Jacob Emden

Scholar quarreled with almost all his contemporaries.

Jacob Emden (1697-1776) was a German scholar of Talmud and Kabbalah who was known for his feuds with other Jewish scholars and rabbis.

Among those with whom Emden feuded were Moses Hagis, head of the Portugese Jewish community in Emden’s hometown Altona, and Ezekiel Katzenellenbogen, the chief rabbi of the German Jewish community. Emden was particularly hostile toward people he believed were adherents of Shabbetai Zevi, a Jewish man who falsely claimed in the 17th century to be the messiah.

According to Rabbi Louis Jacobs’ The Jewish Religion, Emden, despite being a Kabbalist and believer in the Zohar as sacred literature, took it upon himself to prove that Rabbi Shimon ben Yohai was not, as he is reputed to be, the author of this classic kabbalistic text.

For several years Emden feuded with Rabbi Jonathan Eybeschutz, whom Emden believed was a Shabbatean and, as a result, a heretic.When Eybeschütz was named chief rabbi of the three communities of Altona, Hamburg and Wandsbeck in 1751, the controversy reached the stage of intense and bitter antagonism. Emden maintained that he had been threatened against publishing anything against Eybeschütz, but insisted that Eybeschutz deserved to be excommunicated. The majority of the community sided with Eybeschütz, however, and Emden was ultimately ordered to leave Altona. Fearing his life was in danger, he fled to Amsterdam. Emden’s cause was subsequently taken up by the court of King Frederick of Denmark, and on June 3, 1752, a judgment was given in favor of Emden, severely censuring the Jewish council of the three communities and condemning it to a fine of one hundred thalers. Emden then returned to Altona and took possession of his synagogue and printing-establishment, though he was forbidden to continue his agitation against Eybeschütz.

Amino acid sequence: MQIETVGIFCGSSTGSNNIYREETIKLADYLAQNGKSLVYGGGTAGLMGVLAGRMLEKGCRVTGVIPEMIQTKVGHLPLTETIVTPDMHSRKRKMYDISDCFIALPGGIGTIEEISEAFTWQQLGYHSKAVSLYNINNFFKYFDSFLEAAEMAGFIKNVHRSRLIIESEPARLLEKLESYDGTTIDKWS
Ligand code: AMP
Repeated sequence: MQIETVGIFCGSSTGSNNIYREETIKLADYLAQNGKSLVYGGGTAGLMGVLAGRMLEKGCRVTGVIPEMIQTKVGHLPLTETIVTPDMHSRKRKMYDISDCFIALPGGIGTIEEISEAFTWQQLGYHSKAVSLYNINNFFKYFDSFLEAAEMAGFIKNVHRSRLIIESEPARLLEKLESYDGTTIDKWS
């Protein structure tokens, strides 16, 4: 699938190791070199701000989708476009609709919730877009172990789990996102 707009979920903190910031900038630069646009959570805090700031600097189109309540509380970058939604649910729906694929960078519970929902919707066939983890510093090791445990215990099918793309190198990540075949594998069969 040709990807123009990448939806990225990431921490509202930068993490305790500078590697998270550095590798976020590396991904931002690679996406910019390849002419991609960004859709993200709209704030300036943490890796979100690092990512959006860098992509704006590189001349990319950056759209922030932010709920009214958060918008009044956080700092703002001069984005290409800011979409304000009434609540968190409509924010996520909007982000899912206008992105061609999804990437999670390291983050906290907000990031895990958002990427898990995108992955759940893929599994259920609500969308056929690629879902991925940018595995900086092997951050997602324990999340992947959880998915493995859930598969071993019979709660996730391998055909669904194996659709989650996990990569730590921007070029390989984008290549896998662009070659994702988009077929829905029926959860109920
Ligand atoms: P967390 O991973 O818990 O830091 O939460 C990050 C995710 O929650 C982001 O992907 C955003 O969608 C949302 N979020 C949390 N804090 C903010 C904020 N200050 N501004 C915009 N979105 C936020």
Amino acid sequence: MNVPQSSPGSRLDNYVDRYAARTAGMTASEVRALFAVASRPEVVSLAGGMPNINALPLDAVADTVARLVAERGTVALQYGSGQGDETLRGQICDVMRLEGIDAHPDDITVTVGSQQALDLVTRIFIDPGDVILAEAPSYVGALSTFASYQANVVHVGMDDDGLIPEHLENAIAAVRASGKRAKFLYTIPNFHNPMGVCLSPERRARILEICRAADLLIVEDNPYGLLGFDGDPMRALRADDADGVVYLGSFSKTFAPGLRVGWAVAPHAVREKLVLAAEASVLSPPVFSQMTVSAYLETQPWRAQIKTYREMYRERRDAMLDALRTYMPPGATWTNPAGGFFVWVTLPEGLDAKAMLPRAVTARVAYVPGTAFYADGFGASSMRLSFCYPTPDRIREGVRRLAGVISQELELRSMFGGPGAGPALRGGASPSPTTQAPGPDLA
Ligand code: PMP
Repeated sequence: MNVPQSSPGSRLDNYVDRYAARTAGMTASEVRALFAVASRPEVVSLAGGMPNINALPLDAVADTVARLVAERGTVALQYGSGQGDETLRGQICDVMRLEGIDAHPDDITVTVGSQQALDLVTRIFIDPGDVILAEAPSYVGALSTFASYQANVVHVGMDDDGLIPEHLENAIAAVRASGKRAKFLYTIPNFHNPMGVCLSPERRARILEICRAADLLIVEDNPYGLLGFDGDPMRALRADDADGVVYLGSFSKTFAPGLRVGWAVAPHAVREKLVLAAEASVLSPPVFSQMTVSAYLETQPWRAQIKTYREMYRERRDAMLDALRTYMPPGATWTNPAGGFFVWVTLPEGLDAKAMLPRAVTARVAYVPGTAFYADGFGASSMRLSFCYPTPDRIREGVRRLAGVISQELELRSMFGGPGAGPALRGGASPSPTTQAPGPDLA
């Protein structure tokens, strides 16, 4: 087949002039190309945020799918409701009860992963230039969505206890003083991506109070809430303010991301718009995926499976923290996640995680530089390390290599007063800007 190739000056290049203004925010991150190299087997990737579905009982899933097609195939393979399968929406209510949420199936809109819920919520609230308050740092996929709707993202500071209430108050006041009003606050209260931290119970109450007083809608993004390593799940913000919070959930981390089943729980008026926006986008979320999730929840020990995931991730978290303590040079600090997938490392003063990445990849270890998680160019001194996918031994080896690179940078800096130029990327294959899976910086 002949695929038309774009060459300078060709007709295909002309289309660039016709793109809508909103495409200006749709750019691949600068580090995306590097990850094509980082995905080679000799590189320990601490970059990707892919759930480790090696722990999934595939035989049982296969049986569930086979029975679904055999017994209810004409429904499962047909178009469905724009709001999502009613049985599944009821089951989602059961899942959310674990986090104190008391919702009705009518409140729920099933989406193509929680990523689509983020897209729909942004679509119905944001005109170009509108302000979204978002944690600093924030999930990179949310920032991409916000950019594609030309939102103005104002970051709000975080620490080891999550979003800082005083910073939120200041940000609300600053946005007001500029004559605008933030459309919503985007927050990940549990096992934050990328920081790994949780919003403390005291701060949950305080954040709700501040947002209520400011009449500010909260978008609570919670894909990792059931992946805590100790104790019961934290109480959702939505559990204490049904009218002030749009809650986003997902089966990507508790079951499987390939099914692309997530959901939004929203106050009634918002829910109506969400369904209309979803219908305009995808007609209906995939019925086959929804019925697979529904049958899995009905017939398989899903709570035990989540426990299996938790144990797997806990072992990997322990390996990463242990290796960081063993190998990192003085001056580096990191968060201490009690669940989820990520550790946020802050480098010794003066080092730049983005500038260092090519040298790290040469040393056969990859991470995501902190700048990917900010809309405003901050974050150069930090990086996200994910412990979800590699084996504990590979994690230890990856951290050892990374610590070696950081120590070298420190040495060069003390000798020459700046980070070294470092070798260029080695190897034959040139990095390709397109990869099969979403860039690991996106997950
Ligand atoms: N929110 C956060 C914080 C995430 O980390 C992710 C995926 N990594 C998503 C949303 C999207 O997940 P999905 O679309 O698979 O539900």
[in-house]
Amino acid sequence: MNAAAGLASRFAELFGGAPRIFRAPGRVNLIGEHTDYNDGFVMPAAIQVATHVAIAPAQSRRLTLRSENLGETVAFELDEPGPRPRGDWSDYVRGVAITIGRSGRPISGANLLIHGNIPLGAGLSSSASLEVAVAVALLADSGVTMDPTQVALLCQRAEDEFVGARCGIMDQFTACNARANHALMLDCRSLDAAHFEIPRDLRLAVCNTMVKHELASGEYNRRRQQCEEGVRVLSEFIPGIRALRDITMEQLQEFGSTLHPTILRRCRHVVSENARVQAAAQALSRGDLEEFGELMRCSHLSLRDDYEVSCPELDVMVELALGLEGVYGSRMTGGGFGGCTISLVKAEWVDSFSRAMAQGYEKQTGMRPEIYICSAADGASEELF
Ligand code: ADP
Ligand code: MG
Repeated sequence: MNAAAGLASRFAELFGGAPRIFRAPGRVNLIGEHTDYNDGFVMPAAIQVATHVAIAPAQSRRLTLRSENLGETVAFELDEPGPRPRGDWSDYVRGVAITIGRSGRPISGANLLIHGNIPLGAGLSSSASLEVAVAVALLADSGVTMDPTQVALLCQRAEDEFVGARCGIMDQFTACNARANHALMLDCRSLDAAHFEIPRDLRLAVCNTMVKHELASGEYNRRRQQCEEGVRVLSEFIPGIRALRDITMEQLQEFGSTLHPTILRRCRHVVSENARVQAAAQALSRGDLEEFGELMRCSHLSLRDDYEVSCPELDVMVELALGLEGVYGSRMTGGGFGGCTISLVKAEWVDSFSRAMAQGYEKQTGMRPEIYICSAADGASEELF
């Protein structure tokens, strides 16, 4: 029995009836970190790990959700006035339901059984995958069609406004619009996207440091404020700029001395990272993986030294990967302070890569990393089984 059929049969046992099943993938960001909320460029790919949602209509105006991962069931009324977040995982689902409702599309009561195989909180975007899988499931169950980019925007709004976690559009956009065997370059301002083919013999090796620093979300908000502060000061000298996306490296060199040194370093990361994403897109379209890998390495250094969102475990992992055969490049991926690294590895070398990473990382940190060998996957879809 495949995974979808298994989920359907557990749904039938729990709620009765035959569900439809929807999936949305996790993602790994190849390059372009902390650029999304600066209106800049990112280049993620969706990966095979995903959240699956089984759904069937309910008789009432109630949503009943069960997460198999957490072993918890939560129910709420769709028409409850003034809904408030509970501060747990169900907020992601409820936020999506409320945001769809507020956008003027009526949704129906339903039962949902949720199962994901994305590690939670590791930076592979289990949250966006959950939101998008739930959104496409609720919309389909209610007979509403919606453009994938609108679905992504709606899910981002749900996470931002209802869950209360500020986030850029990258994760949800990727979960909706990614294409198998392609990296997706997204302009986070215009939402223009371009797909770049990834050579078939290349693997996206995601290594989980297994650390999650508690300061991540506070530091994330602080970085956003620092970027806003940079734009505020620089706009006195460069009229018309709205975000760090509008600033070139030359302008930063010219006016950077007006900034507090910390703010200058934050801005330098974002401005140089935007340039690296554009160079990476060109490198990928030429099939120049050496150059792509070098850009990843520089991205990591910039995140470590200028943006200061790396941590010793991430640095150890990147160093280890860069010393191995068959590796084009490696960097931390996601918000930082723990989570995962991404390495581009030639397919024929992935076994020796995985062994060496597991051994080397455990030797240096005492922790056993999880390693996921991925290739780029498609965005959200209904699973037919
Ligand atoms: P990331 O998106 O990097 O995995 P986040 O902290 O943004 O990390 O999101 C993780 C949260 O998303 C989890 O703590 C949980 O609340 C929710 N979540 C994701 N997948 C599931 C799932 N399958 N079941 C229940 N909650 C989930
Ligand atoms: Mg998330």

Despite his constant feuds, Emden enjoyed a certain authority in the Jewish community and was a prolific writer. His written works fall into two classes: polemical and rabbinical.

Adapted from the Jewish Encyclopedia.

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